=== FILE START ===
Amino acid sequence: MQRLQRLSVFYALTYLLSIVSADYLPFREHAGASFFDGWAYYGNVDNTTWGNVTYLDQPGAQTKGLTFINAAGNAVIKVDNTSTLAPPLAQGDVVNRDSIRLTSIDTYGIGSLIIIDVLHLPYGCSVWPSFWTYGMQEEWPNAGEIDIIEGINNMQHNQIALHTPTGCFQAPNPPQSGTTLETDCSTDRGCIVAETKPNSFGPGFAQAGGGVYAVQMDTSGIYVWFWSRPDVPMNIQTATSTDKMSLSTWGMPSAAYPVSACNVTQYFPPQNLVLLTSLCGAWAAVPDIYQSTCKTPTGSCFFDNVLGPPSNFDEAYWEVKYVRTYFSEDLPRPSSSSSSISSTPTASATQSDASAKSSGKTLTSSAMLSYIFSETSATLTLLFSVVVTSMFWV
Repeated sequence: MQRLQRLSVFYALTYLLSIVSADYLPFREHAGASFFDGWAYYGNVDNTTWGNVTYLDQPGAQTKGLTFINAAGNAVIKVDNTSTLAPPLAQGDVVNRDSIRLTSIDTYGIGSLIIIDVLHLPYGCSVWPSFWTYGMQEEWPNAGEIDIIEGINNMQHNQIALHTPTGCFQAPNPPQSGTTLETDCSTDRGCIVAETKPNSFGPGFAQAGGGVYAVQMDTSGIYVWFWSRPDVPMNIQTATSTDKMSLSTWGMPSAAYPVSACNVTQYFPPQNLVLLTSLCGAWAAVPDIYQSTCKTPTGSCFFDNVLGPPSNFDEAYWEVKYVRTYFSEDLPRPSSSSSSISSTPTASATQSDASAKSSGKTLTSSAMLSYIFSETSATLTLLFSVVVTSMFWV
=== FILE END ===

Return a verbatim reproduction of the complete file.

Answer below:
Amino acid sequence: MQRLQRLSVFYALTYLLSIVSADYLPFREHAGASFFDGWAYYGNVDNTTWGNVTYLDQPGAQTKGLTFINAAGNAVIKVDNTSTLAPPLAQGDVVNRDSIRLTSIDTYGIGSLIIIDVLHLPYGCSVWPSFWTYGMQEEWPNAGEIDIIEGINNMQHNQIALHTPTGCFQAPNPPQSGTTLETDCSTDRGCIVAETKPNSFGPGFAQAGGGVYAVQMDTSGIYVWFWSRPDVPMNIQTATSTDKMSLSTWGMPSAAYPVSACNVTQYFPPQNLVLLTSLCGAWAAVPDIYQSTCKTPTGSCFFDNVLGPPSNFDEAYWEVKYVRTYFSEDLPRPSSSSSSISSTPTASATQSDASAKSSGKTLTSSAMLSYIFSETSATLTLLFSVVVTSMFWV
Repeated sequence: MQRLQRLSVFYALTYLLSIVSADYLPFREHAGASFFDGWAYYGNVDNTTWGNVTYLDQPGAQTKGLTFINAAGNAVIKVDNTSTLAPPLAQGDVVNRDSIRLTSIDTYGIGSLIIIDVLHLPYGCSVWPSFWTYGMQEEWPNAGEIDIIEGINNMQHNQIALHTPTGCFQAPNPPQSGTTLETDCSTDRGCIVAETKPNSFGPGFAQAGGGVYAVQMDTSGIYVWFWSRPDVPMNIQTATSTDKMSLSTWGMPSAAYPVSACNVTQYFPPQNLVLLTSLCGAWAAVPDIYQSTCKTPTGSCFFDNVLGPPSNFDEAYWEVKYVRTYFSEDLPRPSSSSSSISSTPTASATQSDASAKSSGKTLTSSAMLSYIFSETSATLTLLFSVVVTSMFWV